3. Mueller MJ, Sinacore DR, Hastings MK, Strube MJ, Johnson JE. Effect of Achilles tendon lengthening on neuropathic plantar ulcers. A randomized clinical trial. J Bone Joint Surg Am. 2003;85-A(8):1436–1445.

4. Salsich GB, Mueller MJ, Hastings MK, Sinacore DR, Strube MJ, Johnson JE. Effect of Achilles tendon lengthening on ankle muscle performance in people with diabetes mellitus and a neuropathic plantar ulcer. Phys Ther. 2005;85(1):34–43.

5. Mueller MJ, Sinacore DR, Hastings MK, Lott DJ, Strube MJ, Johnson JE. Impact of Achilles tendon lengthening on functional limitations and perceived disability in people with a neuropathic plantar ulcer. Diabetes Care. 2004;27(7):1559–1564.

6. Maluf KS, Mueller MJ, Strube MJ, Engsberg JR, Johnson JE. Tendon Achilles lengthening for the treatment of neuropathic ulcers causes a temporary reduction in forefoot pressure associated with changes in plantar flexor power rather than ankle motion during gait. J Biomech. 2004;37(6):897–906.

Send letters to Kenneth W. Lin, MD, MPH, Associate Deputy Editor for AFP Online, e-mail: afplet@aafp.org, or 11400 Tomahawk Creek Pkwy., Leawood, KS 66211-2680.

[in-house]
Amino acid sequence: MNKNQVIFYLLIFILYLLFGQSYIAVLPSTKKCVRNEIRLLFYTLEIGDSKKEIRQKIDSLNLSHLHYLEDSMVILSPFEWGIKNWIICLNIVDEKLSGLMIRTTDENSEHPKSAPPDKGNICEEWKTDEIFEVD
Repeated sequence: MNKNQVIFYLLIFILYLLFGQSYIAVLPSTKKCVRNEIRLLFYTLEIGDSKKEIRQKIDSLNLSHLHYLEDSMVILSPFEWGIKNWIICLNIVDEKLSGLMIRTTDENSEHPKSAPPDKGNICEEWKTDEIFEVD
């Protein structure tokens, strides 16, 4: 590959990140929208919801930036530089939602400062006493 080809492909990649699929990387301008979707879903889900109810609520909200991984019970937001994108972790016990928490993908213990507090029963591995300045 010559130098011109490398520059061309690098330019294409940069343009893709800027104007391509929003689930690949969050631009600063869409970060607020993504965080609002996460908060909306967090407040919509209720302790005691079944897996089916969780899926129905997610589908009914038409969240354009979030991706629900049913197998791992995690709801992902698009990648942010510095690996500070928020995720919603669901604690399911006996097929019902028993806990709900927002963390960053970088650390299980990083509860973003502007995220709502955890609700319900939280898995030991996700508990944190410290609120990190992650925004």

Please include your complete address, e-mail address, and telephone number. Letters should be fewer than 400 words and limited to six references, one table or figure, and three authors.

Letters submitted for publication in AFP must not be submitted to any other publication. Possible conflicts of interest must be disclosed at time of submission. Submission of a letter will be construed as granting the American Academy of Family Physicians permission to publish the letter in any of its publications in any form. The editors may edit letters to meet style and space requirements.